clock menu more-arrow no yes

Filed under:

For Jared Sullinger, the future’s all on him, Nets interest or not

New, comments

About midway through the first half of the TBT quarterfinals in Brooklyn, Jared Sullinger took an in-bound pass from Aaron Craft low in the post near the right block.

Jamil Wilson was tasked with guarding the 6’9” big-bodied Sullinger.

He didn’t stand a chance.

Sullinger waited patiently, holding the ball high above his head, threatening to pass out of the oncoming double team. The double team never came, so he went to work. He took two dribbles, forced his way inside, hooked in the bucket, and drew the foul from Wilson. Sully celebrates.

Five years ago, this would’ve been a nationally televised game between Ohio State and Marquette. Instead on a summer Sunday in Brooklyn, it was the “Scarlet And Gray” against the “Golden Eagles,” a collection of former Ohio State and Marquette ballplayers who’ve since gone overseas, to the NBA D League, to the NBA for a brief period, or a combination of all three.

Sullinger, a former NBA first-round pick in 2012, has had much more than a cup of coffee in the NBA. He’s played five seasons in the league and that was after two dominant seasons as a Buckeye, which followed a five-star high school career.

And if you watched him now, you would think he’s still on top of the world after a 21-point, seven-rebound performance Saturday followed by a 15-point, eight-rebound showing Sunday, his first back-to-back nights of basketball since January with Toronto. And he was 0-for-9 in those games.

Still, the 25-year-old says he’s at rock bottom ... just hoping for a break that maybe, just maybe the Nets could give him.

“I’m at the bottom right now. I’m grinding to get to the top of the ladder,” Sullinger told NetsDaily in an exclusive post-game interview. That’s a big drop for a player who averaged 12 points and eight rebounds through 26 minutes per contest during his best NBA run from 2013 to 2016, spanning 213 games (166 starts).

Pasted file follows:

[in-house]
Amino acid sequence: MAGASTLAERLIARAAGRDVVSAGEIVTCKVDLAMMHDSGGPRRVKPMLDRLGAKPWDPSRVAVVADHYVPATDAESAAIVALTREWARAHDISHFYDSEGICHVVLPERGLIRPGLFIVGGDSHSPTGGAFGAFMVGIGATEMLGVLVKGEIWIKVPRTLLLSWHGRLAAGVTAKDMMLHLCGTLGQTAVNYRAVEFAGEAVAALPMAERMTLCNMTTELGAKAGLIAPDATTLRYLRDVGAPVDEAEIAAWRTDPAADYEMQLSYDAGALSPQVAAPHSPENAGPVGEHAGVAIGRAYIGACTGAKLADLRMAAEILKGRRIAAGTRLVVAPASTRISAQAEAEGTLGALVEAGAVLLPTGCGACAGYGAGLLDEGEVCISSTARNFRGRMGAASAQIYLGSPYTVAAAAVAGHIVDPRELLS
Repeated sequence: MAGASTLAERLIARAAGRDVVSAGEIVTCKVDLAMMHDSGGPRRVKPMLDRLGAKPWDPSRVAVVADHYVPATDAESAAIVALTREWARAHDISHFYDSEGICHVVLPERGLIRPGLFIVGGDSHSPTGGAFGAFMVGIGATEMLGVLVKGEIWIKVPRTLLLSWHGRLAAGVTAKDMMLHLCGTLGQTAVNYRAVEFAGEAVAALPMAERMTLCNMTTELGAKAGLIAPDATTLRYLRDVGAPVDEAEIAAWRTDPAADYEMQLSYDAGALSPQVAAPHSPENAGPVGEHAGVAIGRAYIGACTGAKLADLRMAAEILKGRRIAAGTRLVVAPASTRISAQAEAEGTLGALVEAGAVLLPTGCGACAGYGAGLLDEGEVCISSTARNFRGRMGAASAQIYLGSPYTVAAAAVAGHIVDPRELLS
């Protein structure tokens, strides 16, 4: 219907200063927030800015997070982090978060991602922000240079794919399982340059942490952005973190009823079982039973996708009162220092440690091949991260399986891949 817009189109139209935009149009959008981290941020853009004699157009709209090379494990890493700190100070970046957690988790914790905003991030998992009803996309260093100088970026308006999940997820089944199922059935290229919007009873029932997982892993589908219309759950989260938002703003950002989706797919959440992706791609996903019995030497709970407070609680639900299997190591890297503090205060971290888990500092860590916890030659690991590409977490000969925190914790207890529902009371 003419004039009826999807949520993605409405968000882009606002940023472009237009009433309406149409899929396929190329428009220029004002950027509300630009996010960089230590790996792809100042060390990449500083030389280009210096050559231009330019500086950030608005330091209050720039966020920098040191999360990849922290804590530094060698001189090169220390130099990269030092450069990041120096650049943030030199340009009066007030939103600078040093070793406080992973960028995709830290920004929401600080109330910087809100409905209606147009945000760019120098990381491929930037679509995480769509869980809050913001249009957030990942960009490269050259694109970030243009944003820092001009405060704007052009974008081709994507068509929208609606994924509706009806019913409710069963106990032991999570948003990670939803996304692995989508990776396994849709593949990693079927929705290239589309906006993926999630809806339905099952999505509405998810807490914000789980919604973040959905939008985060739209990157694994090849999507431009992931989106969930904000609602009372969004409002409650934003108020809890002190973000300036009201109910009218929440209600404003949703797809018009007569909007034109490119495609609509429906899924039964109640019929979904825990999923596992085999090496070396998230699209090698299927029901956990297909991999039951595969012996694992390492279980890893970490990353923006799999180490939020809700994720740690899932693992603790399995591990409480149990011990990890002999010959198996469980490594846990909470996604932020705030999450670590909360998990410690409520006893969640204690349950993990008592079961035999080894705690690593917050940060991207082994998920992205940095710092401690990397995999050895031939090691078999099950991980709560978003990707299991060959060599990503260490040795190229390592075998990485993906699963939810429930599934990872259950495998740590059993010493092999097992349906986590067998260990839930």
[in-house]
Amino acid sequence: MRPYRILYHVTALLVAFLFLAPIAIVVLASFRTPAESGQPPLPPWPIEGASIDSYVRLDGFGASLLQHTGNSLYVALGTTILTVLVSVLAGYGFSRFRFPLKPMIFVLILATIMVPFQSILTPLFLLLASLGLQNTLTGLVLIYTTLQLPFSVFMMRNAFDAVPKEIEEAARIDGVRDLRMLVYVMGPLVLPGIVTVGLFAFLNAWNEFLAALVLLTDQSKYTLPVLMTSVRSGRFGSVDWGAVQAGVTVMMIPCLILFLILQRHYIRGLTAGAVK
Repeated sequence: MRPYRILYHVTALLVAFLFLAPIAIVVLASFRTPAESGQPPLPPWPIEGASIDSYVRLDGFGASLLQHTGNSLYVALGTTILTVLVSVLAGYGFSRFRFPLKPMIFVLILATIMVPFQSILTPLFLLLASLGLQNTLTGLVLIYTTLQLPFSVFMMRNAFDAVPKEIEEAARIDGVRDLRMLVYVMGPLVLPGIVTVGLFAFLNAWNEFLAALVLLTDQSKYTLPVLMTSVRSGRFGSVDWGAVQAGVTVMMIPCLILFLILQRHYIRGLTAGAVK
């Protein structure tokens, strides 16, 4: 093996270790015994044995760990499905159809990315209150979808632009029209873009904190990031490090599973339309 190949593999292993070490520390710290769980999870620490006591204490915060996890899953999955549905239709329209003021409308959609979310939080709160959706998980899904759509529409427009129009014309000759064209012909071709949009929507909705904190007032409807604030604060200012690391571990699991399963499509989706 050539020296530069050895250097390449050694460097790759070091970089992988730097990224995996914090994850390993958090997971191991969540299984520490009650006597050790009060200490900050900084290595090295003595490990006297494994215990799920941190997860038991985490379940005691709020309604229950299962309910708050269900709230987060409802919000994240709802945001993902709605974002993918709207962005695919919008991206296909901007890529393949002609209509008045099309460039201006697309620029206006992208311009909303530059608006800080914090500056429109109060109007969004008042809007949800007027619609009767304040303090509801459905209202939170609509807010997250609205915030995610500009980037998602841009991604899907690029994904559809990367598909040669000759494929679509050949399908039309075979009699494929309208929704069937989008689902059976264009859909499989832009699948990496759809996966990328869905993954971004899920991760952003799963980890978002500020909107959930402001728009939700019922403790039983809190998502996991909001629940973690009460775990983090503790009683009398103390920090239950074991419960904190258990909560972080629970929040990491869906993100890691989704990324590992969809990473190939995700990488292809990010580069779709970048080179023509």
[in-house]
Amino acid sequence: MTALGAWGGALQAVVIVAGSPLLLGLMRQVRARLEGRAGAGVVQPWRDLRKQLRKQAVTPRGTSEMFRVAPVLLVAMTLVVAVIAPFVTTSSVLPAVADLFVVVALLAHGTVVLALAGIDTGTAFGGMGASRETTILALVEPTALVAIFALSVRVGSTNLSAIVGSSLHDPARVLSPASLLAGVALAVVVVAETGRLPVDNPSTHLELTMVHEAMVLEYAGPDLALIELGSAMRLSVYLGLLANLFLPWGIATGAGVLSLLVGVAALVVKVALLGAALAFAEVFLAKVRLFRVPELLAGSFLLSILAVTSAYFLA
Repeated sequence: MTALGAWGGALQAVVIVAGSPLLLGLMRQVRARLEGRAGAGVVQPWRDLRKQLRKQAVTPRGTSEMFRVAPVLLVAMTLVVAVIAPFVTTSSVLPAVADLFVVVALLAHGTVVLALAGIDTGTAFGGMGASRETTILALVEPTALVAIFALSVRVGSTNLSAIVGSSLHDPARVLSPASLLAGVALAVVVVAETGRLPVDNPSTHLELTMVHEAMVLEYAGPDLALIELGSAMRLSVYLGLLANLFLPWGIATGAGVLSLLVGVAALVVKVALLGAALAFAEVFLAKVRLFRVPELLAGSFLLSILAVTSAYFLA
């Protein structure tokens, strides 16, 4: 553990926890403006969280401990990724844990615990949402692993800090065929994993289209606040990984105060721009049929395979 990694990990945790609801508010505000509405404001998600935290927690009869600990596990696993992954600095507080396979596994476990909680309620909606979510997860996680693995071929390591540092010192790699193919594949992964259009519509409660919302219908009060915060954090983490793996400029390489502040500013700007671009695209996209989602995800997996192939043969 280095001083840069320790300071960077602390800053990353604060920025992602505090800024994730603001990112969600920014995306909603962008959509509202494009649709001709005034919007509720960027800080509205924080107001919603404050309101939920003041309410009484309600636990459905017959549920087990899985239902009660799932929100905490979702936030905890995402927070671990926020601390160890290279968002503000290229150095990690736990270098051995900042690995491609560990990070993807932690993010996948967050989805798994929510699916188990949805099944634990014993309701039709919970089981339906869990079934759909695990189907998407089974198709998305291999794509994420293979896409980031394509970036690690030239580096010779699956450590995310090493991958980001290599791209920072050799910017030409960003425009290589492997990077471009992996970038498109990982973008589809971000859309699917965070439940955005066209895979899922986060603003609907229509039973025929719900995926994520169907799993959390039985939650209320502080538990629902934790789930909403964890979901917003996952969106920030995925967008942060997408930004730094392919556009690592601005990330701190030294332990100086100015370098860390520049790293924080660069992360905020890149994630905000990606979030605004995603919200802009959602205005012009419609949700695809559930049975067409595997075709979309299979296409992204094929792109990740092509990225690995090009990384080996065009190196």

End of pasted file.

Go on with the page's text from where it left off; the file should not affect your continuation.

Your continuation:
“When you’re playing the game of basketball you always have to stay in that mindset. That’s how you stay hungry. All my life it seemed like things were just given to me. Now it’s on me and I’m enjoying every second of it.”

After being waived by the Suns in February, Sullinger hadn’t played competitively until he was approached to join the group of Buckeye alumni trying to win the $2 million, winner-take-all prize at the TBT.

Sullinger says he’s been humbled, and will be better off as a result, no matter what happened.

“Oh for sure,” he responded when asked if he had grounded himself. “Overall as a human being, not just basketball. Things I used to do, I don’t do anymore. I’m all about self-discipline and self-reflection. At the end of the day you have to be able to look at yourself in the mirror and understand what you did was wrong.”

The issue, of course, was weight and conditioning ... or lack of it. He got up to 320 pounds in 2016 (and yet still averaged 10.3 and 8.3 over 81 games!). He says he’s down to 285.

“With nobody watching, sometimes I just brushed it off,” he said, talking about his conditioning. “Now when nobody is watching, and I’ve done something wrong, I look at myself in the mirror and say ‘hey, I made a mistake.’”

How interested are the Nets? We don’t know. Brooklyn doesn’t advertise its plans.

Trajan Langdon, Sean Marks No. 2, was in the building — LIU-Brooklyn’s Steinberg Wellness Center — on Saturday. According to Fran Fraschilla of ESPN, the Nets were scouting Sullinger up close, perhaps hoping he could contribute in the role Anthony Bennett failed at last season: The fallen angel given a last chance. Throughout the two games, Fraschilla all but implored NBA GM’s to give him another chance.

Sullinger says he had no idea of Fraschilla’s report, and that he’s not getting too caught up into it. Ultimately, it’s out of his hands, and he understands.

“That’s a shock to me,” he said regarding the Net rumor. “I’d take advantage of it because, you’ve got all these great basketball players under one roof, so why not?”

“The situation with me is, I can’t come calling the NBA, they have to call me,” he continued, humbly. “So now I just sit back and wait until somebody makes a call. If no one calls, there’s other options. At the same time, it’s all about myself.”

There is a Brooklyn connection. Sullinger’s mother is from Brooklyn. So perhaps there’s a little more to this already!

Or, maybe not.

The Nets have already added one Ohio State product this season, D’Angelo Russell. They didn’t overlap at Columbus.

For now, he’ll wait. He has to. Sullinger and his squad will return to action on August 1 for the Final Four of The Basketball Tournament.

Who knows? Maybe you’ll see him at an NBA training camp afterward.